Facebook is set to begin trading today on the Nasdaq index. The social network company is ringing the opening bell remotely from its headquarters in Menlo Park, Calif.
Priced at $38 per share, the initial public offering is $104 billion, the third-largest in U.S. history. Here are five things to know about Facebook’s IPO:
1) It’s geared toward institutional investors: You’ve probably seen this so many times that you’re sick of reading it. But it’s true: this initial public offering is mostly for institutional investors who’ve got first dibs on the shares and are likely looking to make money quickly. If you’re a retail investor, don’t count on getting in at the opening price.
2) Analysts say Facebook is overvalued: Taking a look at the all important price to earnings ratio (that’s the price of each share as compared to the earnings per share), Facebook is trading at almost 100 times earnings, said Motley Fool senior analyst Joe Magyer.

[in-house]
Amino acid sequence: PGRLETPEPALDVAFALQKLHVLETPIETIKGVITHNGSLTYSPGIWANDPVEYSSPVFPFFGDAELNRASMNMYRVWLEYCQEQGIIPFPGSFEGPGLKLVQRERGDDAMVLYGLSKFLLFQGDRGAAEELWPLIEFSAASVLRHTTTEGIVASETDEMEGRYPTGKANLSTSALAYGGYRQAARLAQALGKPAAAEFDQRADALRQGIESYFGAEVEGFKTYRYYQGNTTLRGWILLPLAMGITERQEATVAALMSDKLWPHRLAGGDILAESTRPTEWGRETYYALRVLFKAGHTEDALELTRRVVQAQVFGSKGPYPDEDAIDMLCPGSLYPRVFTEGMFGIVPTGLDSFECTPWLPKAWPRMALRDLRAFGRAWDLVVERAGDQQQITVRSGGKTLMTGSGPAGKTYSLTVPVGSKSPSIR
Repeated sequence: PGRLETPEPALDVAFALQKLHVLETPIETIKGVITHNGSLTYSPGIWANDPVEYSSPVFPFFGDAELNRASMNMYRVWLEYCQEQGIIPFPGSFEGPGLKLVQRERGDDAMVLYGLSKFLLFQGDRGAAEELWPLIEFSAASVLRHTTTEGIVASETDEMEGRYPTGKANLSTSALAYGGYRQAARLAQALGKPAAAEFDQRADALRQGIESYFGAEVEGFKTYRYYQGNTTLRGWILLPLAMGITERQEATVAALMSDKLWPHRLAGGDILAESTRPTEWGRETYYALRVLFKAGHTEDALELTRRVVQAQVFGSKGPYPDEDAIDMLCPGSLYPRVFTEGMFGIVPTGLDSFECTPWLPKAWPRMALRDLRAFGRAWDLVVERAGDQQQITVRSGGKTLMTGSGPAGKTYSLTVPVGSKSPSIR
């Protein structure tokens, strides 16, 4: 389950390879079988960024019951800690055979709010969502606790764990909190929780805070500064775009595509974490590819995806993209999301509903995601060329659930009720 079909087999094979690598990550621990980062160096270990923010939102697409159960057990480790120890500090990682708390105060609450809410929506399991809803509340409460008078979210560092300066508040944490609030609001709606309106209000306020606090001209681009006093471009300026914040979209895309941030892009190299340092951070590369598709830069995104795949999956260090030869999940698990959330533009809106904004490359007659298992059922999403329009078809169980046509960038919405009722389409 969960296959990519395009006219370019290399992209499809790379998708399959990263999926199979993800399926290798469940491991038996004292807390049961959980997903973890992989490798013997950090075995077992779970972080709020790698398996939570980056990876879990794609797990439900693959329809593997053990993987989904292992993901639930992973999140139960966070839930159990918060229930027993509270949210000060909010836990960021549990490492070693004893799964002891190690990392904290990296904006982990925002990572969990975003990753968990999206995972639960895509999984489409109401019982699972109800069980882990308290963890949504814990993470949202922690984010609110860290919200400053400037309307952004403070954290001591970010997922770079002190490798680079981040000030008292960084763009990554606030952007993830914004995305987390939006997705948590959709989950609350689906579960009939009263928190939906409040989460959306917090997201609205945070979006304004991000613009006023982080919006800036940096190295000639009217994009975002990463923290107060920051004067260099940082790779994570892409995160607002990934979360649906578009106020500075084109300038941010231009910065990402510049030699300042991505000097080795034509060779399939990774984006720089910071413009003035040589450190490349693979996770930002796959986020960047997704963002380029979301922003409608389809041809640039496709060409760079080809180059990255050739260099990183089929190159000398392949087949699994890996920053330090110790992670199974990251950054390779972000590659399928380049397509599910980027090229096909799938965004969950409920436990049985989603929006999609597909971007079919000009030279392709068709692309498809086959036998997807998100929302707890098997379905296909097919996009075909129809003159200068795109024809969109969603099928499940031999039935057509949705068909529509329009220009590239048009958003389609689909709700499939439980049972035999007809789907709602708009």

So when it comes to bang for your buck, Facebook isn’t the best bet. “That’s a rich price when you could buy Apple at 13 or Google at 19,” he said.
3) If you buy, be strategic: If you do really want to get a piece of Facebook, be strategic about it. Don’t use your nest egg to buy up as many shares as you possibly can. Instead, set aside some money that you’re willing to lose to test the waters.
4) It could be big: Facebook is expected to see a big first-day pop based on the excitement surrounding the IPO. Think LinkedIn, which priced its shares at $45 and then blew past all expectations to close at $94.25 after hitting a first-day high of $122.70. The stock has had its ups and downs since then, but is still trading over $100 per share just over a year later.
5) It could be not-so-big: Then again, Facebook — which is facing questions about the sustainability of its revenue growth — could also pull a Groupon. Or a Zynga. These companies also had highly anticipated IPOs that fizzled quickly.
Zynga, which opened at $10 per share was trading up in pre-market on Thursday, likely thanks to its close association with Facebook, but was still at $8.53 per share.
Groupon, meanwhile, priced at $20 per share and was trading at $12.55 in pre-market trading Thursday. The firm, as Bloomberg reported, has lost half of its value since its IPO and has faced questions about its accounting measures as well as concerns that it doesn’t know how to profit from its growth.